By Brad Legg
The story of finding the Jade Peafowl. Our family was at an exotic bird sale in north central Nebraska in the spring of 2000. It was during the day after selling our birds, in mid afternoon, when a young man came up to me and had a question about a peacock. He asks if he described the colors on his bird could I tell him what variety it was, I said sure. By the end of the description of the bird I knew I had never seen one this color, how fascinating. During the conversation the young man’s father also visited about the bird. When asked if they had any pictures of this bird, they said no. Unfortunately they lived about an hour northwest of the sale which was the opposite direction of our trip. We were getting ready to leave for home, which was a six-hour trip when this conversation started, so we could get to work the next morning. The father said he would take us to their farm and show us the bird.
Then I went to talk to my wife to tell her we had to go look at a bird at someone’s farm. I told her that I knew this bird was something new and different. She asked if this was on our way home? Well, kind of sort of and off we went in the other direction to look at this bird. This was probably another wild bird chase to look at a normal colored peacock, but I just couldn’t let my mind rest without seeing the bird.
History of the Jade Peafowl Mutation
Brad, Patsy, Ashley, Brandon, Dallas, and Caitlin Legg
12016 North Stark Ave.
Kansas City, MO 64167
Brad Cell: (816) 781-4498
Legg's Peafowl Farm
I’m always on the look out for rare peafowl. So we followed the father home to their farm.
We went to the barn pen and the gentleman walked the peacock out. For a few moments I was speechless. I had never seen a bird like this before. The peacock had a full train that was a very unusual color. I ask him if he had raised the bird but he said he had bought him.
Unfortunately they didn’t raise any chicks from him last year. When asked what the bird had been bred to he told us they had two hens that look just like the cock. He then walked the hens out of the barn. It was hard to believe we were looking at three birds of this new color mutation.
The father went on to tell us he had gotten the birds by answering an ad in a newspaper for peafowl for sale. When he went to that gentleman’s farm to look at them, the 80-year-old man was selling all of his birds. He had lost interest in the birds because of a stroke he had suffered and lost most of his present memory.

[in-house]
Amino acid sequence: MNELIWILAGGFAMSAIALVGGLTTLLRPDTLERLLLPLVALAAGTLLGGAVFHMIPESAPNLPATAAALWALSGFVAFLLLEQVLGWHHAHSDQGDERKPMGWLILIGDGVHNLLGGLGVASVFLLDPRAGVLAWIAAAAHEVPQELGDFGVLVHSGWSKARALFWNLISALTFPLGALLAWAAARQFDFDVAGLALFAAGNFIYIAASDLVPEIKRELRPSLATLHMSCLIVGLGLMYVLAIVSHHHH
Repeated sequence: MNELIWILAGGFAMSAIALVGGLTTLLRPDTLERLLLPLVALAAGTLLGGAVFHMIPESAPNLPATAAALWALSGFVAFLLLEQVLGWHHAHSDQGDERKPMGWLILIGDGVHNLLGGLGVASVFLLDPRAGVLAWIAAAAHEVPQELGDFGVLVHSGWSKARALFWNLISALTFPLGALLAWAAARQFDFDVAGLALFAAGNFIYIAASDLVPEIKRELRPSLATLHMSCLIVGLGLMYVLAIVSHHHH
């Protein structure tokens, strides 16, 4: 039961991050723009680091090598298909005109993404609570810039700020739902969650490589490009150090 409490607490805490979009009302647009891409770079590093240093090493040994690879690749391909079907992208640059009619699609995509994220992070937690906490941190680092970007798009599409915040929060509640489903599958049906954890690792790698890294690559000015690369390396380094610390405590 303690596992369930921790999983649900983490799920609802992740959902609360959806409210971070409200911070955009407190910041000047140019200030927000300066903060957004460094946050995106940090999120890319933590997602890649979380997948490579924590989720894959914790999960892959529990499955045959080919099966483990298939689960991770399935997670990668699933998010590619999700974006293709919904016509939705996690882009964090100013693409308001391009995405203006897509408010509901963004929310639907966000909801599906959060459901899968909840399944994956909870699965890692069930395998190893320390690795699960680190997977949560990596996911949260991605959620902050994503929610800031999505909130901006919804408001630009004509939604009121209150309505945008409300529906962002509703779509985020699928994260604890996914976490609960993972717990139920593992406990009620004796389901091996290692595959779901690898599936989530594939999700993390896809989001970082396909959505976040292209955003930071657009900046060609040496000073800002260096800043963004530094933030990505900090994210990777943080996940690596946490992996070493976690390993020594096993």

There is no history of the parentage of these three birds. There appears to be some Spalding in them, as the rest of the gentleman’s birds did.
We asked the father if the birds were for sale he replied, yes. They didn’t have the time to devote to the birds, as was needed for this new color. So we bought the birds, got them in cages and started on our long journey home.
It would be interesting to know if one of them is the mutant bird or if they are all siblings and are other birds out there somewhere like them.
It was early in the breeding season when they were put into the new pen. It took awhile for them to adjust to the new surroundings. We also pen mated the cock to Black Shoulder and Silver Pied hens for outcrossing purposes. The two Jade hens laid a lot of sterile eggs, probably because of moving them during breeding season. We hatched one Jade chick and ten split chicks from the Black Shoulder and Silver Pied hens. We do feel that the mutation is a simple recessive color.
The following year we mated the birds the same way, producing more chicks. In 2002 we mated the trio of Jades and three split hens back to their father. Also mated a split cock to the first Jade hen that is now two years old. We have produced chicks from both of these pens. More work is to be done to develop this color in other patterns. It will be interesting to watch this new color develop in the future.